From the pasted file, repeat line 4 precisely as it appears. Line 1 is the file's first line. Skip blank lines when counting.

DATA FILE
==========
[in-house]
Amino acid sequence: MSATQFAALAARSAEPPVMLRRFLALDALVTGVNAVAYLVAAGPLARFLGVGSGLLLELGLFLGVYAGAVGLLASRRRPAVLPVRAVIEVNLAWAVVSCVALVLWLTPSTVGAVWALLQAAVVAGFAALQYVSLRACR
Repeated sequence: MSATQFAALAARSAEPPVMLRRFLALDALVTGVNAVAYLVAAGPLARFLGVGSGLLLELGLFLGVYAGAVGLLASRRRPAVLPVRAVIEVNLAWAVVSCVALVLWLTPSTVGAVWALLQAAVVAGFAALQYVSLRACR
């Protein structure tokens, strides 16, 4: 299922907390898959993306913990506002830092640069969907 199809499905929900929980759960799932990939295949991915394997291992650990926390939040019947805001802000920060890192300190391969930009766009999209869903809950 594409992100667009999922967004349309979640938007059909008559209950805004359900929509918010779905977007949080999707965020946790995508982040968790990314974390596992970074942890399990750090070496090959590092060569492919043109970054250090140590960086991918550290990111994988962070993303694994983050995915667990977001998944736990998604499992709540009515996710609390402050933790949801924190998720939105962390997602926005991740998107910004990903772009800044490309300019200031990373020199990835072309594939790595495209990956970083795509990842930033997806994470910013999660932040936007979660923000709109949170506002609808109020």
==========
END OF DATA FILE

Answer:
């Protein structure tokens, strides 16, 4: 299922907390898959993306913990506002830092640069969907 199809499905929900929980759960799932990939295949991915394997291992650990926390939040019947805001802000920060890192300190391969930009766009999209869903809950 594409992100667009999922967004349309979640938007059909008559209950805004359900929509918010779905977007949080999707965020946790995508982040968790990314974390596992970074942890399990750090070496090959590092060569492919043109970054250090140590960086991918550290990111994988962070993303694994983050995915667990977001998944736990998604499992709540009515996710609390402050933790949801924190998720939105962390997602926005991740998107910004990903772009800044490309300019200031990373020199990835072309594939790595495209990956970083795509990842930033997806994470910013999660932040936007979660923000709109949170506002609808109020």